A review by Nalini Haynes
On Writing is part memoir, part how-to guide for writers, showing Stephen King’s journey from childhood scribbler of stories to teenager developing his writing skills, expanding to a brief journey through his drug-addict years and, eventually, to the car accident that occurred during writing this book.
Recounting his early years, King emphasises the need for parents to support their children’s aspirations while adding a counterpoint that it’s possible to overcome adversity to excel. In spite of King’s humble beginnings, On Writing does not read like inspiration porn, it’s more like a mate coming alongside saying “I did this, so can you – with perseverance.”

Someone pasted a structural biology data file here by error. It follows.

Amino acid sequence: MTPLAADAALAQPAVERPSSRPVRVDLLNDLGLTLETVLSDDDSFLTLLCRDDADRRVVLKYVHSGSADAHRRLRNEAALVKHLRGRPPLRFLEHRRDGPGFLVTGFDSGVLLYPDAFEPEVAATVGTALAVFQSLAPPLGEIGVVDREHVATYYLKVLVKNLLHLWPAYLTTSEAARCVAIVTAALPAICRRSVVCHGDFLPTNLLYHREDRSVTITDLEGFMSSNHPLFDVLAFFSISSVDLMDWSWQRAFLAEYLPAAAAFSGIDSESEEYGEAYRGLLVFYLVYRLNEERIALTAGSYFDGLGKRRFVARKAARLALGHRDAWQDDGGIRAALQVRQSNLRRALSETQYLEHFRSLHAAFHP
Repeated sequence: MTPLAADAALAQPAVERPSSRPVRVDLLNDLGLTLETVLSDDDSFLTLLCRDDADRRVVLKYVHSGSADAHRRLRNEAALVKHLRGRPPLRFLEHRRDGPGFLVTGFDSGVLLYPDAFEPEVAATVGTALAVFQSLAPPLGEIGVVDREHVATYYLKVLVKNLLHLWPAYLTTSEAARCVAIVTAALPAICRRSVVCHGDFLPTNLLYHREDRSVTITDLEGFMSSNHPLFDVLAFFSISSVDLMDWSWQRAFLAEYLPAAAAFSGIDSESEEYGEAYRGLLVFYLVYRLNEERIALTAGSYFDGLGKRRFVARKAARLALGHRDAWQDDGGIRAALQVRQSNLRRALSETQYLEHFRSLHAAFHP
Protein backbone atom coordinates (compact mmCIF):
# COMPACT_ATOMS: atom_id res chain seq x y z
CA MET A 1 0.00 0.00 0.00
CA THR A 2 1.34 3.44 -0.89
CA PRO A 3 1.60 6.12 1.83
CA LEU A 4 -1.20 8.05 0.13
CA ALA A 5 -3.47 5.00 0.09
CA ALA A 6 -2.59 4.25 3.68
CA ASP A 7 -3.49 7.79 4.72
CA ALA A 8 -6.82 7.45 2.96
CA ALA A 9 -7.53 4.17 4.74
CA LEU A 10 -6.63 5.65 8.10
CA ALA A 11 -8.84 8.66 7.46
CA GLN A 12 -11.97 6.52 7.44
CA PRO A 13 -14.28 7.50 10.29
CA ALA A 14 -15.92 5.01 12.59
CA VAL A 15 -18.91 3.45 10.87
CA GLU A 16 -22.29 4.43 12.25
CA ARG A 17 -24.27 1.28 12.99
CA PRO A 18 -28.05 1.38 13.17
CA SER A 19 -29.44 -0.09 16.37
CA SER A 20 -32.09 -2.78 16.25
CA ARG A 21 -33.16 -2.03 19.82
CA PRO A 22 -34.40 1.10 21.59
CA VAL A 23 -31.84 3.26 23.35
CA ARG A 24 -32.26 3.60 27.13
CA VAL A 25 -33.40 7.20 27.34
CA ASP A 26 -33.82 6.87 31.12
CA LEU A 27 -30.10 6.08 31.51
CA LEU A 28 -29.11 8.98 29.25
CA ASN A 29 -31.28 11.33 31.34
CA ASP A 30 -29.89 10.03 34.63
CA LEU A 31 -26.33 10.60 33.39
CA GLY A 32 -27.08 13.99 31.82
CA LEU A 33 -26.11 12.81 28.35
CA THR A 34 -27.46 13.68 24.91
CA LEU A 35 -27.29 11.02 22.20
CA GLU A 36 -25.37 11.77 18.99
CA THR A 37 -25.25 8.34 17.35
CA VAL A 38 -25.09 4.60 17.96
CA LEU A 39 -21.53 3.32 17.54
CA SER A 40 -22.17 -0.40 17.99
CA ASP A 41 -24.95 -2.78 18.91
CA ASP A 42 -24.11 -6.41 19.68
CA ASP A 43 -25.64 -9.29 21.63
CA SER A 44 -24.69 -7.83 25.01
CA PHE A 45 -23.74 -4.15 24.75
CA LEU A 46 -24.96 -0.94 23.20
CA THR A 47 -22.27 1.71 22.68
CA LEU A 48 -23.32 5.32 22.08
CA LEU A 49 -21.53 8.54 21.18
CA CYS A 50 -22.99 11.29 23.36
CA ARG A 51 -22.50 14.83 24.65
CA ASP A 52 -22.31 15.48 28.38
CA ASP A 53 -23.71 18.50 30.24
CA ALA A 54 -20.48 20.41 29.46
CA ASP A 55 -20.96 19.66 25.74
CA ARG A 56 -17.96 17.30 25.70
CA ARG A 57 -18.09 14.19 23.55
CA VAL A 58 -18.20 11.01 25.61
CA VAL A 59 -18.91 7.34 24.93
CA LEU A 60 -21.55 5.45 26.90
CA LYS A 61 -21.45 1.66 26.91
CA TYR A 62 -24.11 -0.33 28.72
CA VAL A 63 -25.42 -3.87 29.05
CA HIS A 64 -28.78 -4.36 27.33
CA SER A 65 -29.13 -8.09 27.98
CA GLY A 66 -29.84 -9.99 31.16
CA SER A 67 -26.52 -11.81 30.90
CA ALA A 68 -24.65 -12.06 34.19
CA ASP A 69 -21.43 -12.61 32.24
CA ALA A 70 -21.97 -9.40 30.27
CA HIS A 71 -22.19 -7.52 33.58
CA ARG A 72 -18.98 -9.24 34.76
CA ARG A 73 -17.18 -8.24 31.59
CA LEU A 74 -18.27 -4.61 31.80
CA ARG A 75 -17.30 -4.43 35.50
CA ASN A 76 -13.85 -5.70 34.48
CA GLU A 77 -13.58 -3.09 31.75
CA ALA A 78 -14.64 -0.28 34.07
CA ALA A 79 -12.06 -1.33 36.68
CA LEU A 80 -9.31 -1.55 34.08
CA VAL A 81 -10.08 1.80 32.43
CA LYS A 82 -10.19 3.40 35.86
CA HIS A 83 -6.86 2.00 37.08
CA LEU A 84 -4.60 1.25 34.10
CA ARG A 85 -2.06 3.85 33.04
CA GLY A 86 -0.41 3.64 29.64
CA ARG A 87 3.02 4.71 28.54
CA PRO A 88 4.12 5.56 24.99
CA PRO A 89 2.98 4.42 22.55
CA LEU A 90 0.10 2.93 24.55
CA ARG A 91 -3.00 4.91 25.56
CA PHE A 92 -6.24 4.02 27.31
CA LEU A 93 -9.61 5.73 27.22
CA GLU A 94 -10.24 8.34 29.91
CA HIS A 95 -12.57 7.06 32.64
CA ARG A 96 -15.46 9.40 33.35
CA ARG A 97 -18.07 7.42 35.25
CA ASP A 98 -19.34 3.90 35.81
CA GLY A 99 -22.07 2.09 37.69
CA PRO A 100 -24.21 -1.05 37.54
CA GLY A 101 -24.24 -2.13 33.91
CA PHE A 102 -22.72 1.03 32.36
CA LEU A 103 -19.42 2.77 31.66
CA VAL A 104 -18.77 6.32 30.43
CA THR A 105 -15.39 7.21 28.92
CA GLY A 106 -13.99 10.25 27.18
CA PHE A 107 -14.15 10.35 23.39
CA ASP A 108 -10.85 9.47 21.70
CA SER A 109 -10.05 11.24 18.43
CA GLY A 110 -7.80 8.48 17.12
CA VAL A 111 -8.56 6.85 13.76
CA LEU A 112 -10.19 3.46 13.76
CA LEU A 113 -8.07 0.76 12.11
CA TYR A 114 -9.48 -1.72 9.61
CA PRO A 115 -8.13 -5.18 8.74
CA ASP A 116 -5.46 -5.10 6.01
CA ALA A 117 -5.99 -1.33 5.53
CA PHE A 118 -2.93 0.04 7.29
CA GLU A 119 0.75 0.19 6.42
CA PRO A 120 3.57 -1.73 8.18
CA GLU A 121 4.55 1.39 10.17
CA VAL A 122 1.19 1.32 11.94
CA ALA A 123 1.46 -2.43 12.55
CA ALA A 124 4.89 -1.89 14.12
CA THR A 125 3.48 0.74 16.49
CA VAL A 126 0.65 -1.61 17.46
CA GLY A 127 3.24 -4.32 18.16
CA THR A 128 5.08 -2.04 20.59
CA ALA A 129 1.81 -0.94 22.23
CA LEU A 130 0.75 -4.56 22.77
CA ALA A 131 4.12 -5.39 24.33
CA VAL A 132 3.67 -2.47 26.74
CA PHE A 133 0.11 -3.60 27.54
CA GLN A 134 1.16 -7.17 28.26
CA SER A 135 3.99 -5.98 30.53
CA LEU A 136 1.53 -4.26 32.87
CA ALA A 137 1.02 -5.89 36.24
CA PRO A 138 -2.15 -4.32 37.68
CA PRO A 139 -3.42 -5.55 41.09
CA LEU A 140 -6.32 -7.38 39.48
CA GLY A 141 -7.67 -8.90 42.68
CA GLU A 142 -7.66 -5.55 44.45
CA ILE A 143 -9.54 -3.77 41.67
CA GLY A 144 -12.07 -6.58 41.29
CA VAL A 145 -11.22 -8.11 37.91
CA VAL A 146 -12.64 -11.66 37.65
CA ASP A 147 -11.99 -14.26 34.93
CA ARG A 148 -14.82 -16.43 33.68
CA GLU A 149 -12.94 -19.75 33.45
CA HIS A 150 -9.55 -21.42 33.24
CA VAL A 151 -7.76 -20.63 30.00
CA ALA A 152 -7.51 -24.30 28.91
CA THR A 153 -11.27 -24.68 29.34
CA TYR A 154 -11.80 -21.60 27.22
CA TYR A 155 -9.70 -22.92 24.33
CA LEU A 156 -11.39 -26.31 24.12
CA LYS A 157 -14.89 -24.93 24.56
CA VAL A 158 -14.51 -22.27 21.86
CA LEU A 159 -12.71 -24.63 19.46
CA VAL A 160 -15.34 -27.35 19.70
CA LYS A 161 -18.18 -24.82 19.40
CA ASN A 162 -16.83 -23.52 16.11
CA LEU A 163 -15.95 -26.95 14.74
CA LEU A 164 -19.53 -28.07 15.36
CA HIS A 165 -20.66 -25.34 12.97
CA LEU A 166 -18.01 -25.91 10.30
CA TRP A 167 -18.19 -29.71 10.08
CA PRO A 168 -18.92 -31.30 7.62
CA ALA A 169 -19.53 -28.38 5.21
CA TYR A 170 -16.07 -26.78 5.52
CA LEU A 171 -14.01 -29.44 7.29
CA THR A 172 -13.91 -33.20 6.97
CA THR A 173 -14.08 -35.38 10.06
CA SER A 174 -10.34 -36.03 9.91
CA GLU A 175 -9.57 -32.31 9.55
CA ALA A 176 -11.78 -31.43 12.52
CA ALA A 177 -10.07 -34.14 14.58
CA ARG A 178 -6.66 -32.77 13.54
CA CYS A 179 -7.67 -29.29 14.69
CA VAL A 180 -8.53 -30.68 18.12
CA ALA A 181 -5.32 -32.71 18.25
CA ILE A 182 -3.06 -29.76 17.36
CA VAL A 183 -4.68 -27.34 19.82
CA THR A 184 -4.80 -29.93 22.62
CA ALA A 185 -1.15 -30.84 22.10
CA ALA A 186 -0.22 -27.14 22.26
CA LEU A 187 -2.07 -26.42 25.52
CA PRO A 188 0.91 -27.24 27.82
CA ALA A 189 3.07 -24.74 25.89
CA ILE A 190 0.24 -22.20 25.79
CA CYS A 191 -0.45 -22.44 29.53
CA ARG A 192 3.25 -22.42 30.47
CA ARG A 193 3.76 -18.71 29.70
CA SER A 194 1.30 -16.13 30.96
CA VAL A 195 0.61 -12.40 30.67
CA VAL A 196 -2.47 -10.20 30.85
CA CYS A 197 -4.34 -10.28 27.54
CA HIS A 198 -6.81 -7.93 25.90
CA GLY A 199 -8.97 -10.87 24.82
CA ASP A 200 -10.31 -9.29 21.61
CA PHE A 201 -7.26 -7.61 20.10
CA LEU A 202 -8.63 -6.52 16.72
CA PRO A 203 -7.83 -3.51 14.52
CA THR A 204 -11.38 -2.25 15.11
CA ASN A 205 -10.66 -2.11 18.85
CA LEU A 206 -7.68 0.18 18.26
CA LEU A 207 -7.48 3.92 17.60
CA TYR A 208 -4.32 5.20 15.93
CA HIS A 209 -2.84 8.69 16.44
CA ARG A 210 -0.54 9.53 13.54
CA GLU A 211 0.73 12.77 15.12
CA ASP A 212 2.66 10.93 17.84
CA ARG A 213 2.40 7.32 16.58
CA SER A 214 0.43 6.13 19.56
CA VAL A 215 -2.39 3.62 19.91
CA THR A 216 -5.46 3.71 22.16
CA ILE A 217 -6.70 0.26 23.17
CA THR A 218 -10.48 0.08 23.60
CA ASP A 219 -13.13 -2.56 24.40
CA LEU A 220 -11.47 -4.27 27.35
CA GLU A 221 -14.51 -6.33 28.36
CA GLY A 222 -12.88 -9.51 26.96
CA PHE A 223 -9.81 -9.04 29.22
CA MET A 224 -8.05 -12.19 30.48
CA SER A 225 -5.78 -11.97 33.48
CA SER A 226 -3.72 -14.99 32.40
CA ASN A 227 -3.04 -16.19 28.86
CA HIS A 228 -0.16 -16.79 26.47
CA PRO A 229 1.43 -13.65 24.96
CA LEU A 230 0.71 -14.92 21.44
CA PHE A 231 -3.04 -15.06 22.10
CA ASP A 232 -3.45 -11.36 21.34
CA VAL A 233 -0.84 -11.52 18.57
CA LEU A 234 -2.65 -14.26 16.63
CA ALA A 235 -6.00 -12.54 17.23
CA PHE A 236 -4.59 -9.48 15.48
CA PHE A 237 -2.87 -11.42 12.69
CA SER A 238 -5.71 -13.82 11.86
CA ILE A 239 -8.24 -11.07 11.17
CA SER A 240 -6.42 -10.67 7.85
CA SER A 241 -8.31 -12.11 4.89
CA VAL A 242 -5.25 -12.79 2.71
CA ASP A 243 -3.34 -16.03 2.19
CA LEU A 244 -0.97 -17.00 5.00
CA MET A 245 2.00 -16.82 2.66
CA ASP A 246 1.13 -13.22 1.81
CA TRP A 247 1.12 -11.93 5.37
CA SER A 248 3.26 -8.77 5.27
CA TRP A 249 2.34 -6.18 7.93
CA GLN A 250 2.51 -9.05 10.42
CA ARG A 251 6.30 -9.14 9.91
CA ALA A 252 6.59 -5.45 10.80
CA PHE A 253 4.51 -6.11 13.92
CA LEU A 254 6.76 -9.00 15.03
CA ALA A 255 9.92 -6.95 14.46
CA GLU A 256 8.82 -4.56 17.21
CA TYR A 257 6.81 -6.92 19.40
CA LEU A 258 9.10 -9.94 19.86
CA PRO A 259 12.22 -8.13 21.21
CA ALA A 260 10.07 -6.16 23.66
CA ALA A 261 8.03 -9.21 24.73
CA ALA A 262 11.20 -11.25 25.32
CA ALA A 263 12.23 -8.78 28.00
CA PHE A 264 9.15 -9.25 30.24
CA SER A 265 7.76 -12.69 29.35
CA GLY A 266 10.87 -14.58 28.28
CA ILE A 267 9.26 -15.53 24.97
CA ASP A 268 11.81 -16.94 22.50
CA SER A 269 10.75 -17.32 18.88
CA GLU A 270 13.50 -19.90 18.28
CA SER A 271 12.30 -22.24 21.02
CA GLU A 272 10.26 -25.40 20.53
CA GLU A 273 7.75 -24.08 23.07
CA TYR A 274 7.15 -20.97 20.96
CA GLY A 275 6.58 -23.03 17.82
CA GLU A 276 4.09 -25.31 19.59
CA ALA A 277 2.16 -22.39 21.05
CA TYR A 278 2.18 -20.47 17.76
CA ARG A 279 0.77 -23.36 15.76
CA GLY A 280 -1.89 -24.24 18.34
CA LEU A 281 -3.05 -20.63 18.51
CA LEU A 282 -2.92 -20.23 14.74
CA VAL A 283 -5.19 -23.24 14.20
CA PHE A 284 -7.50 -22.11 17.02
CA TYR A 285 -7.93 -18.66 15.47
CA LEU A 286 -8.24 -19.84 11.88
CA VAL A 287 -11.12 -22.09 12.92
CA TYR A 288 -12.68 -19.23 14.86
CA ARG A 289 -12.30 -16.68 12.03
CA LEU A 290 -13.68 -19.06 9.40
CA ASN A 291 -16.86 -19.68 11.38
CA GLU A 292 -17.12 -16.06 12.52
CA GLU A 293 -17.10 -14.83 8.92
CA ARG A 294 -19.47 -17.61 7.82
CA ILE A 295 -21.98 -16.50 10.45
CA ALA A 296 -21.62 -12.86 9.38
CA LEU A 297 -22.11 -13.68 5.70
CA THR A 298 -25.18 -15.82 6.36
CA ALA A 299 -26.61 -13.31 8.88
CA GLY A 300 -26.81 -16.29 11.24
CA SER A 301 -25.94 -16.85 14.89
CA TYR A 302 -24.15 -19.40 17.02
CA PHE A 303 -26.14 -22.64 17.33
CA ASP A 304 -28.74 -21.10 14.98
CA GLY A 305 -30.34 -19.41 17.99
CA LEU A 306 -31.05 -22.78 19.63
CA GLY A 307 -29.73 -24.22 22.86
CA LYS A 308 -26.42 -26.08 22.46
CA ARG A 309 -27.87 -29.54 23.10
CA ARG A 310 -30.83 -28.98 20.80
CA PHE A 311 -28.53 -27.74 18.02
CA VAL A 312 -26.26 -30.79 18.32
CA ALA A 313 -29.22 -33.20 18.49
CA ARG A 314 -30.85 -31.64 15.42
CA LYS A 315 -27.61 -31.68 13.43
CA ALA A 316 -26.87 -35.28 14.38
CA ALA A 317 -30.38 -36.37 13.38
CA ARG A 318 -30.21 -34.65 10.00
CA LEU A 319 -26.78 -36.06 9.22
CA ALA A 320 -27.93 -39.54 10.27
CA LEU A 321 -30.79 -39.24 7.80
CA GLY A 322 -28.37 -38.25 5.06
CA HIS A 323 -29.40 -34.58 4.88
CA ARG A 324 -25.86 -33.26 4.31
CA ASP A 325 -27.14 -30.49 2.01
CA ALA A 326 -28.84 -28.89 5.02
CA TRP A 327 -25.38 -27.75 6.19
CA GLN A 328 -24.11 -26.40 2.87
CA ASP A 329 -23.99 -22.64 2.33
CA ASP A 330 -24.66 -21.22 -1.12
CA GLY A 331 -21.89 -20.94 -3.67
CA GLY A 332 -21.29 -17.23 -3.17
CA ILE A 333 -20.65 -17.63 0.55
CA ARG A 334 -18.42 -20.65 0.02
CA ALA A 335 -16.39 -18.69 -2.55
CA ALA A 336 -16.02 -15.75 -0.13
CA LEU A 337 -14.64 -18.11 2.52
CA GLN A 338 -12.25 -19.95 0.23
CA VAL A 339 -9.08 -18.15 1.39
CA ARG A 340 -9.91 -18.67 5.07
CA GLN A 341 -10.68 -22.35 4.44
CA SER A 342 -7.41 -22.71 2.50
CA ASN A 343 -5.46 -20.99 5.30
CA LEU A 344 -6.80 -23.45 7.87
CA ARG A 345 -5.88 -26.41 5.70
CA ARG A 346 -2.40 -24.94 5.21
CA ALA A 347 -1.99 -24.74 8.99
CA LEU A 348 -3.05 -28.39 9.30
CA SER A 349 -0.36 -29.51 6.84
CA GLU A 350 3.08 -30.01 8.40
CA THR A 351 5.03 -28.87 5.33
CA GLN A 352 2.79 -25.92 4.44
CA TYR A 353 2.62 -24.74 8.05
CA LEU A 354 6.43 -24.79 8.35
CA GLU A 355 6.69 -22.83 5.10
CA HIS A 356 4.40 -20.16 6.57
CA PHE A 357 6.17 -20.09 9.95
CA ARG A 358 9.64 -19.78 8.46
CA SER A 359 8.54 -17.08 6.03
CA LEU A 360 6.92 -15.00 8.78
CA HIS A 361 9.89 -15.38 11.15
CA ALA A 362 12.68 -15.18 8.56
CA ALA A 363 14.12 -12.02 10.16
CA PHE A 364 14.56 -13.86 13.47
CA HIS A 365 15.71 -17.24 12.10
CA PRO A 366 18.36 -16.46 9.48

Rather than reinventing the wheel, King recommends writers read The Elements of Style by Strunk & White. However, King indulges in some rants such as his loathing of authorial adverbs, which I found quite entertaining. King’s comments on cutting while drafting are pertinent – there are one or two authors I’d like to throw this book at while running in the opposite direction!
Some of King’s anecdotes are fascinating, like how he wrote Misery oblivious to how the central character reflected his personal life at that time.
King’s thoughts about writing, discipline and self-indulgence are essential reading for every aspiring writer. King’s personal story makes On Writing more than a mere ‘writer’s guide’, of which there are many. This is more like an extended interview combined with a masterclass by a renowned author. I highly recommend On Writing as do a number of lecturers teaching RMIT’s Professional Writing and Editing program.
★★★★★ five out of five stars